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There are so many people in our world for whom the reality of day to day life is incredibly difficult. This “minor storm” will never get international coverage because it is just taken for granted that people must just go on dealing with a capricious life and a belief system that offers little hope or comfort. It will not be easy to leave this ministry behind but I know that God is at work in this community and that our TWR staff will continue to build relationships with these leaders who are so keen to find the answers for their people.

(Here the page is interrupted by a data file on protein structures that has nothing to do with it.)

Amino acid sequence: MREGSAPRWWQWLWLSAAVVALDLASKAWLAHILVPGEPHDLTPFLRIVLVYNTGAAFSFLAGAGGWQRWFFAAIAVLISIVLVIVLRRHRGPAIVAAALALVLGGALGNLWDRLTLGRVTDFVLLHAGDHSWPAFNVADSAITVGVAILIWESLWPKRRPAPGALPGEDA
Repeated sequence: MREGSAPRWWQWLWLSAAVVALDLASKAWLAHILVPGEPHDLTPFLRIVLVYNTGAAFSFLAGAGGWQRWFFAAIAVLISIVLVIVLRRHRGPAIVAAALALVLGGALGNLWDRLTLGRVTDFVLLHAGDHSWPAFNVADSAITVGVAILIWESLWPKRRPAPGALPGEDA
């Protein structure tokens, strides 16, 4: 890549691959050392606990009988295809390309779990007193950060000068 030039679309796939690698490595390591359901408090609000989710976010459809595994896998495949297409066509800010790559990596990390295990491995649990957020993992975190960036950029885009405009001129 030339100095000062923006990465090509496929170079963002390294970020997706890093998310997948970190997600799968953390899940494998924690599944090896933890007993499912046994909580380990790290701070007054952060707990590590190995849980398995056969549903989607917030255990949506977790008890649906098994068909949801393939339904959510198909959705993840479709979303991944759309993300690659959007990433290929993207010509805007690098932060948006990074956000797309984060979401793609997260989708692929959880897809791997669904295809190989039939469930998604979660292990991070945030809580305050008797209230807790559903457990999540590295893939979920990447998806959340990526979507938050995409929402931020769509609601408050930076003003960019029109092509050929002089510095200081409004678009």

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I love drama. Some would say that is because I am a ham and crave attention. Well, all teachers have to have some sense of timing and teachable moment or they cannot be effective. But limelight? Actually I am painfully shy at heart and spent maybe the first 20 years as a teacher with painful sore throats that would often lead to strep for the first two months of every school year in absolute dread of having to stand in front of people and let them see how little I know. I have learned how to manage that stress, but limelight I leave to others. They are plenty of prima dons and donnas in this profession. Some of them are actually quite talented. Some of them simply have an inflated sense of self. Unfortunately, Drama Festival can bring out the worst in my colleagues as some of them cannot resist the spell of the spotlight. That is not what I love.